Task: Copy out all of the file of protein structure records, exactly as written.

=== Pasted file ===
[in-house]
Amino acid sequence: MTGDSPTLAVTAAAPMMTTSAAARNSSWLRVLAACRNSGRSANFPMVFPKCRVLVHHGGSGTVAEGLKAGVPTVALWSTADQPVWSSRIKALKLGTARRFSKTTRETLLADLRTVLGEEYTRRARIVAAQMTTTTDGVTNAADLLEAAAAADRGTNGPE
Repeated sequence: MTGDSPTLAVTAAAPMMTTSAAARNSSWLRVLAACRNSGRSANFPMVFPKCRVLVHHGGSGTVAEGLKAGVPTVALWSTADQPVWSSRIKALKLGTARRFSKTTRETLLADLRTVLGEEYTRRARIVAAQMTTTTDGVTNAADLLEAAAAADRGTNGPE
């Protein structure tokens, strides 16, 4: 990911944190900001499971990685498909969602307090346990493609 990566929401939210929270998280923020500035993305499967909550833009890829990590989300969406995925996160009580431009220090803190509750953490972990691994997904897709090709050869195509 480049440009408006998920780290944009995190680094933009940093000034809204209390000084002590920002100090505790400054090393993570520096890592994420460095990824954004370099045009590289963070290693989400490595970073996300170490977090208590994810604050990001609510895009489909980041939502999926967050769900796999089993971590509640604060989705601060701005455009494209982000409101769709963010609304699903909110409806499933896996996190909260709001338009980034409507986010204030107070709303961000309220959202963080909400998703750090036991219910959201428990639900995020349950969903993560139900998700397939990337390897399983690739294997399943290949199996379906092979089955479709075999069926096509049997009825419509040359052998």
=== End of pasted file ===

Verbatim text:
[in-house]
Amino acid sequence: MTGDSPTLAVTAAAPMMTTSAAARNSSWLRVLAACRNSGRSANFPMVFPKCRVLVHHGGSGTVAEGLKAGVPTVALWSTADQPVWSSRIKALKLGTARRFSKTTRETLLADLRTVLGEEYTRRARIVAAQMTTTTDGVTNAADLLEAAAAADRGTNGPE
Repeated sequence: MTGDSPTLAVTAAAPMMTTSAAARNSSWLRVLAACRNSGRSANFPMVFPKCRVLVHHGGSGTVAEGLKAGVPTVALWSTADQPVWSSRIKALKLGTARRFSKTTRETLLADLRTVLGEEYTRRARIVAAQMTTTTDGVTNAADLLEAAAAADRGTNGPE
């Protein structure tokens, strides 16, 4: 990911944190900001499971990685498909969602307090346990493609 990566929401939210929270998280923020500035993305499967909550833009890829990590989300969406995925996160009580431009220090803190509750953490972990691994997904897709090709050869195509 480049440009408006998920780290944009995190680094933009940093000034809204209390000084002590920002100090505790400054090393993570520096890592994420460095990824954004370099045009590289963070290693989400490595970073996300170490977090208590994810604050990001609510895009489909980041939502999926967050769900796999089993971590509640604060989705601060701005455009494209982000409101769709963010609304699903909110409806499933896996996190909260709001338009980034409507986010204030107070709303961000309220959202963080909400998703750090036991219910959201428990639900995020349950969903993560139900998700397939990337390897399983690739294997399943290949199996379906092979089955479709075999069926096509049997009825419509040359052998």